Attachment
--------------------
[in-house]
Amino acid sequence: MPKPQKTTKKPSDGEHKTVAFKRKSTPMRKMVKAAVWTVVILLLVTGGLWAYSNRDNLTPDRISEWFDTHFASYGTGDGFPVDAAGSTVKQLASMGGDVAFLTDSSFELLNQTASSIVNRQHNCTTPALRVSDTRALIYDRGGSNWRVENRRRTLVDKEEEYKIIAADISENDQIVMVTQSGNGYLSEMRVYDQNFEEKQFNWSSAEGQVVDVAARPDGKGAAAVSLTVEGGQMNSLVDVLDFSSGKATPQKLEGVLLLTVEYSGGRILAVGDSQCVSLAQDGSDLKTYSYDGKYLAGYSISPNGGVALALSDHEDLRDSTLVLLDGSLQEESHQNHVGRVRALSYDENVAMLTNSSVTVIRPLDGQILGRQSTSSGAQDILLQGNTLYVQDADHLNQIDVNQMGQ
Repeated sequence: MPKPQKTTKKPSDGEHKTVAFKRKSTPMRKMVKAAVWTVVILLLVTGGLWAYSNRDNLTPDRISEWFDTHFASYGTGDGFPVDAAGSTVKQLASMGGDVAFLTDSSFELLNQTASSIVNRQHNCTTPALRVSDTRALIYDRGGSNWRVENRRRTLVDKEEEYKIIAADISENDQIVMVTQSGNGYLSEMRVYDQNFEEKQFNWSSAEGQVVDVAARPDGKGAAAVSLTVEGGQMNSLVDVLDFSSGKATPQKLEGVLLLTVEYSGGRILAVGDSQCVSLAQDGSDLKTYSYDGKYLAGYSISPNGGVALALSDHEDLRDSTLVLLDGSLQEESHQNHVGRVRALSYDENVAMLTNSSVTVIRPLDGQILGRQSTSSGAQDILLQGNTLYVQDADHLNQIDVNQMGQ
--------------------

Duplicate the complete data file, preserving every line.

[in-house]
Amino acid sequence: MPKPQKTTKKPSDGEHKTVAFKRKSTPMRKMVKAAVWTVVILLLVTGGLWAYSNRDNLTPDRISEWFDTHFASYGTGDGFPVDAAGSTVKQLASMGGDVAFLTDSSFELLNQTASSIVNRQHNCTTPALRVSDTRALIYDRGGSNWRVENRRRTLVDKEEEYKIIAADISENDQIVMVTQSGNGYLSEMRVYDQNFEEKQFNWSSAEGQVVDVAARPDGKGAAAVSLTVEGGQMNSLVDVLDFSSGKATPQKLEGVLLLTVEYSGGRILAVGDSQCVSLAQDGSDLKTYSYDGKYLAGYSISPNGGVALALSDHEDLRDSTLVLLDGSLQEESHQNHVGRVRALSYDENVAMLTNSSVTVIRPLDGQILGRQSTSSGAQDILLQGNTLYVQDADHLNQIDVNQMGQ
Repeated sequence: MPKPQKTTKKPSDGEHKTVAFKRKSTPMRKMVKAAVWTVVILLLVTGGLWAYSNRDNLTPDRISEWFDTHFASYGTGDGFPVDAAGSTVKQLASMGGDVAFLTDSSFELLNQTASSIVNRQHNCTTPALRVSDTRALIYDRGGSNWRVENRRRTLVDKEEEYKIIAADISENDQIVMVTQSGNGYLSEMRVYDQNFEEKQFNWSSAEGQVVDVAARPDGKGAAAVSLTVEGGQMNSLVDVLDFSSGKATPQKLEGVLLLTVEYSGGRILAVGDSQCVSLAQDGSDLKTYSYDGKYLAGYSISPNGGVALALSDHEDLRDSTLVLLDGSLQEESHQNHVGRVRALSYDENVAMLTNSSVTVIRPLDGQILGRQSTSSGAQDILLQGNTLYVQDADHLNQIDVNQMGQ